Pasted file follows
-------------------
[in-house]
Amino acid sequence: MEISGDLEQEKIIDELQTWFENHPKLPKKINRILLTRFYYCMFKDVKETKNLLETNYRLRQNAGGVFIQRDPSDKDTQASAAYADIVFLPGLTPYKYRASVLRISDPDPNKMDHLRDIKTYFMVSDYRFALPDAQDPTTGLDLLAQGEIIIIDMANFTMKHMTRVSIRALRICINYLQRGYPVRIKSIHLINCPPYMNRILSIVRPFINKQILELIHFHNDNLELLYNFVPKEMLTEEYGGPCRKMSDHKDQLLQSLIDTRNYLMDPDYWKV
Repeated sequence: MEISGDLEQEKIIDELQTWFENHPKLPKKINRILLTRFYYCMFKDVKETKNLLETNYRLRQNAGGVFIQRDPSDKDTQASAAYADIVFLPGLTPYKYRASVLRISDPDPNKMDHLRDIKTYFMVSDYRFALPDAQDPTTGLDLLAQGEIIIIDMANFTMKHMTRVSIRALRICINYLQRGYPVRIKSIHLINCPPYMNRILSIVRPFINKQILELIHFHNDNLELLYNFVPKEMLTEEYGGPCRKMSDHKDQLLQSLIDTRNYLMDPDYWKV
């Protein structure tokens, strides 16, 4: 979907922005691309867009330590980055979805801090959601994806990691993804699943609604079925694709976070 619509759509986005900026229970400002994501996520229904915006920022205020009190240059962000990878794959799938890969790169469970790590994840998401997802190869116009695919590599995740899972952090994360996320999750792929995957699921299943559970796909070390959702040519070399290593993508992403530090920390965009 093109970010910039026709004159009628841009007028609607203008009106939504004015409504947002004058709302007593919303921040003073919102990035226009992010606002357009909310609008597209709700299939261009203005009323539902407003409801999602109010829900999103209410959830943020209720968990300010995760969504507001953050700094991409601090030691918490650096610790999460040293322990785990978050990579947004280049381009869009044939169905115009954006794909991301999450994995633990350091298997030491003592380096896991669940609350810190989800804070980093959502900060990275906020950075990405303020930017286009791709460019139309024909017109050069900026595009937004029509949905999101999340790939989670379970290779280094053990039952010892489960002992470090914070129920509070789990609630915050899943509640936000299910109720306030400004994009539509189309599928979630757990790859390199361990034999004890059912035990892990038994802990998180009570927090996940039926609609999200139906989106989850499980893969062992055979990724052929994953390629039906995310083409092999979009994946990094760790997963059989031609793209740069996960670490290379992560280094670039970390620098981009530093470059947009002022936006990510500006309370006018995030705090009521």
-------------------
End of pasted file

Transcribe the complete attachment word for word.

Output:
[in-house]
Amino acid sequence: MEISGDLEQEKIIDELQTWFENHPKLPKKINRILLTRFYYCMFKDVKETKNLLETNYRLRQNAGGVFIQRDPSDKDTQASAAYADIVFLPGLTPYKYRASVLRISDPDPNKMDHLRDIKTYFMVSDYRFALPDAQDPTTGLDLLAQGEIIIIDMANFTMKHMTRVSIRALRICINYLQRGYPVRIKSIHLINCPPYMNRILSIVRPFINKQILELIHFHNDNLELLYNFVPKEMLTEEYGGPCRKMSDHKDQLLQSLIDTRNYLMDPDYWKV
Repeated sequence: MEISGDLEQEKIIDELQTWFENHPKLPKKINRILLTRFYYCMFKDVKETKNLLETNYRLRQNAGGVFIQRDPSDKDTQASAAYADIVFLPGLTPYKYRASVLRISDPDPNKMDHLRDIKTYFMVSDYRFALPDAQDPTTGLDLLAQGEIIIIDMANFTMKHMTRVSIRALRICINYLQRGYPVRIKSIHLINCPPYMNRILSIVRPFINKQILELIHFHNDNLELLYNFVPKEMLTEEYGGPCRKMSDHKDQLLQSLIDTRNYLMDPDYWKV
């Protein structure tokens, strides 16, 4: 979907922005691309867009330590980055979805801090959601994806990691993804699943609604079925694709976070 619509759509986005900026229970400002994501996520229904915006920022205020009190240059962000990878794959799938890969790169469970790590994840998401997802190869116009695919590599995740899972952090994360996320999750792929995957699921299943559970796909070390959702040519070399290593993508992403530090920390965009 093109970010910039026709004159009628841009007028609607203008009106939504004015409504947002004058709302007593919303921040003073919102990035226009992010606002357009909310609008597209709700299939261009203005009323539902407003409801999602109010829900999103209410959830943020209720968990300010995760969504507001953050700094991409601090030691918490650096610790999460040293322990785990978050990579947004280049381009869009044939169905115009954006794909991301999450994995633990350091298997030491003592380096896991669940609350810190989800804070980093959502900060990275906020950075990405303020930017286009791709460019139309024909017109050069900026595009937004029509949905999101999340790939989670379970290779280094053990039952010892489960002992470090914070129920509070789990609630915050899943509640936000299910109720306030400004994009539509189309599928979630757990790859390199361990034999004890059912035990892990038994802990998180009570927090996940039926609609999200139906989106989850499980893969062992055979990724052929994953390629039906995310083409092999979009994946990094760790997963059989031609793209740069996960670490290379992560280094670039970390620098981009530093470059947009002022936006990510500006309370006018995030705090009521």